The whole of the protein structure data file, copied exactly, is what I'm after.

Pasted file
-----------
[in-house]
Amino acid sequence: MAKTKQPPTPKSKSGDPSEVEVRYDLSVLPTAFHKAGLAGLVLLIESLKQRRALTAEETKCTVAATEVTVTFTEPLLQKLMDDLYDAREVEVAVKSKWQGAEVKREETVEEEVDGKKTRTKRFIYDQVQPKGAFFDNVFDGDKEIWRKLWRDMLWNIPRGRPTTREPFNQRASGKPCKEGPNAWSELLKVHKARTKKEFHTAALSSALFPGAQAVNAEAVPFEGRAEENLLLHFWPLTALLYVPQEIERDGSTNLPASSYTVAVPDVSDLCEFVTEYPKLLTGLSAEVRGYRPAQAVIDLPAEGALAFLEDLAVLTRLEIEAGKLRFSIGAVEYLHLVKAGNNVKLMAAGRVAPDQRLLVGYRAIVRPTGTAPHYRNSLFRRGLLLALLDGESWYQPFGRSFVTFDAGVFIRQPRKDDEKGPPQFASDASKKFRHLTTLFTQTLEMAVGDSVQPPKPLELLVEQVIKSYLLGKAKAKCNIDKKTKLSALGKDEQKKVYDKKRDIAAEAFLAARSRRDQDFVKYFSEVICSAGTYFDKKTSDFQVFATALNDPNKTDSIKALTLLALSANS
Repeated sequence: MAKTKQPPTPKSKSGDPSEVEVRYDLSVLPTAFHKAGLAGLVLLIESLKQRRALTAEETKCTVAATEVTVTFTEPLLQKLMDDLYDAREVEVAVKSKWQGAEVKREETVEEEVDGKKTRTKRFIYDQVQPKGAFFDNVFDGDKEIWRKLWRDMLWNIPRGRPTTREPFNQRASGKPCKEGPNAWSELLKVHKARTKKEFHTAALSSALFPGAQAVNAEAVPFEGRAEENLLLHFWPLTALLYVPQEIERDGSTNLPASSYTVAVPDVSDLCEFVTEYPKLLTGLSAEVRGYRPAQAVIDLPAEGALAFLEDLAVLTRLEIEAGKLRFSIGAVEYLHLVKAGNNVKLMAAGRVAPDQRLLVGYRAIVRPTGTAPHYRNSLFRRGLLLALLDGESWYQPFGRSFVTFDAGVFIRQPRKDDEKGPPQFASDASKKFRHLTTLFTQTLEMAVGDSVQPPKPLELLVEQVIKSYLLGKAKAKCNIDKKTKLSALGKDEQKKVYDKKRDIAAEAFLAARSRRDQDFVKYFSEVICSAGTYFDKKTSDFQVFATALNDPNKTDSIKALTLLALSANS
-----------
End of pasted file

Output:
[in-house]
Amino acid sequence: MAKTKQPPTPKSKSGDPSEVEVRYDLSVLPTAFHKAGLAGLVLLIESLKQRRALTAEETKCTVAATEVTVTFTEPLLQKLMDDLYDAREVEVAVKSKWQGAEVKREETVEEEVDGKKTRTKRFIYDQVQPKGAFFDNVFDGDKEIWRKLWRDMLWNIPRGRPTTREPFNQRASGKPCKEGPNAWSELLKVHKARTKKEFHTAALSSALFPGAQAVNAEAVPFEGRAEENLLLHFWPLTALLYVPQEIERDGSTNLPASSYTVAVPDVSDLCEFVTEYPKLLTGLSAEVRGYRPAQAVIDLPAEGALAFLEDLAVLTRLEIEAGKLRFSIGAVEYLHLVKAGNNVKLMAAGRVAPDQRLLVGYRAIVRPTGTAPHYRNSLFRRGLLLALLDGESWYQPFGRSFVTFDAGVFIRQPRKDDEKGPPQFASDASKKFRHLTTLFTQTLEMAVGDSVQPPKPLELLVEQVIKSYLLGKAKAKCNIDKKTKLSALGKDEQKKVYDKKRDIAAEAFLAARSRRDQDFVKYFSEVICSAGTYFDKKTSDFQVFATALNDPNKTDSIKALTLLALSANS
Repeated sequence: MAKTKQPPTPKSKSGDPSEVEVRYDLSVLPTAFHKAGLAGLVLLIESLKQRRALTAEETKCTVAATEVTVTFTEPLLQKLMDDLYDAREVEVAVKSKWQGAEVKREETVEEEVDGKKTRTKRFIYDQVQPKGAFFDNVFDGDKEIWRKLWRDMLWNIPRGRPTTREPFNQRASGKPCKEGPNAWSELLKVHKARTKKEFHTAALSSALFPGAQAVNAEAVPFEGRAEENLLLHFWPLTALLYVPQEIERDGSTNLPASSYTVAVPDVSDLCEFVTEYPKLLTGLSAEVRGYRPAQAVIDLPAEGALAFLEDLAVLTRLEIEAGKLRFSIGAVEYLHLVKAGNNVKLMAAGRVAPDQRLLVGYRAIVRPTGTAPHYRNSLFRRGLLLALLDGESWYQPFGRSFVTFDAGVFIRQPRKDDEKGPPQFASDASKKFRHLTTLFTQTLEMAVGDSVQPPKPLELLVEQVIKSYLLGKAKAKCNIDKKTKLSALGKDEQKKVYDKKRDIAAEAFLAARSRRDQDFVKYFSEVICSAGTYFDKKTSDFQVFATALNDPNKTDSIKALTLLALSANS